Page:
Saturday, August 18, 2007
A six alarm fire that broke out in the contaminated Deutsche Bank Building near Ground Zero has injured at least three firefighters.
The building, located at 130 Liberty Street, was in the process of being dismantled floor by floor because of contamination caused by the 9/11 terrorist attacks in 2001.
Construction crews had dismantled 14 of the 40 floors in the building. Just this morning, the NY Times ran a story on the dismantling process, noting that this is the first time in American history that a building of this size has been dismantled rather than imploded.
The building is known to be highly contaminated with excessive levels of seven hazardous substances, including dioxin, lead and chromium. Imploding the building would have sent those hazardous substances into the air and contaminated the surrounding area. This is why the building is being dismantled rather than imploded.
Now those hazardous substances are contaminating the surrounding area anyway, as the smell of acrid, toxic smoke is wafting through the downturn New York air once again, just like on 9/11. Emergency crews are pushing on-lookers away from the fire as pieces of burning debris from the building have fallen to the street.
The firefighters and other emergency crews fighting this blaze are quite literally risking their lives to put it out.
I probably shouldn't write this, but I wonder when the first cancer death associated with this fire will occur?
It can't be safe to be anywhere near that fire, let alone fighting in from inside the building.
UPDATE: The fire broke out on the 20th floor around 3:30 PM. A reporter for 1010 WINS says the top four floors continue to burn as of 8:25 PM.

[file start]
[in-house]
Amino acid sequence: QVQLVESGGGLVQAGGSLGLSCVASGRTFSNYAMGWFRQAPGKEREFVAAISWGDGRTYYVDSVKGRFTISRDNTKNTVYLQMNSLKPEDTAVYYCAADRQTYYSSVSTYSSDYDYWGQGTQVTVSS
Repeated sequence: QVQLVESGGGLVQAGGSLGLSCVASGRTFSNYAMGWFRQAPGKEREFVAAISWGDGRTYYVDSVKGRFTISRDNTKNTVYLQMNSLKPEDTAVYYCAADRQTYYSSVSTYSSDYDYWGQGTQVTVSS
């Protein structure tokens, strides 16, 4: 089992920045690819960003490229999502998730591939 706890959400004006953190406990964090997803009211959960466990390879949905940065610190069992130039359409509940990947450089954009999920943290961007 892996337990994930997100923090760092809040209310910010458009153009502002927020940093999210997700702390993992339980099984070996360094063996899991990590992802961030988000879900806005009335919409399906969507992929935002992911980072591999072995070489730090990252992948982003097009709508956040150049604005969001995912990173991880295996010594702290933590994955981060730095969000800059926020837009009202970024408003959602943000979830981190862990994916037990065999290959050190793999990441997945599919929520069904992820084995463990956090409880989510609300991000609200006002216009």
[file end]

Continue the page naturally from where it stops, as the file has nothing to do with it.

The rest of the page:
Wouldn't want top live downtown with that building having burned for 5+ hours and spewed god knows what toxic crap into the air.
The mayor is set to hold a press conference from NYU Medical Center where the injured fire fighters were taken.
I'm sure Moneybags will tell anybody who asks him about the safety of the air to stop whining.
After all, this is New York - you shouldn't expect safe air to breathe.
SECOND UPDATE: NY1 reports that two of the firefighters have died. The fire is now 7 alarms.
THIRD UPDATE: Moneybags confirms that 2 firefighters have died fighting the fire. He says the air is safe, downtown does not need a frozen zone around the building, and the building is not in danger of collapse. The fire commissioner says that the fire started on the 17th floor of the building.
1010 WINS reports that at one point the fire was on 10 floors of the remaining 26 floors of the building.
FOURTH UPDATE: There were rumors swirling that the building could collapse. NY 1 reported those rumors earlier, but the mayor shot them down, saying the Department of Buildings had tested the structure and found it safe.
So where did these rumors that the building could possibly collapse come from?
From some of the firemen who were fighting the fire:
About 50 people milled about on Greenwich Street watching flames shoot out of the top of the building, which is surrounded by scaffolding and covered with a black shroud.
Pieces of fiery debris rained down from the building onto the street and booms sounded periodically as glass shattered.
About 4:30 p.m., a firefighter approached a group of about two dozen people who were watching the scene unfold from across the street and yelled, "This building could collapse. If the building collapses you're all going to die. If the scaffolding collapses you're all going to die. You've got to get out of here."
But a New York police sergeant said "the building is in no danger of collapsing."
Most people, however, moved and found another spot from which to see the fire.
Clearly, emotions were running high for many of the firefighters. Not only were they once again responding to a fire in a building at Ground Zero, but that fire had already killed some firefighters. Still, the mayor says the bank building was never in danger of collapse.
I wish I didn't have such a difficult time believing anything Bloomberg says. But he's such a little liar and manipulator, I roll my eyes whenever he issues assurances about the quality of the air or the safety of the area around one of these disasters. I felt the same way after the midtown steam pipe explosion in July.
FIFTH UPDATE: The NY Times provides some details about the sights, smells and dangers at the scene: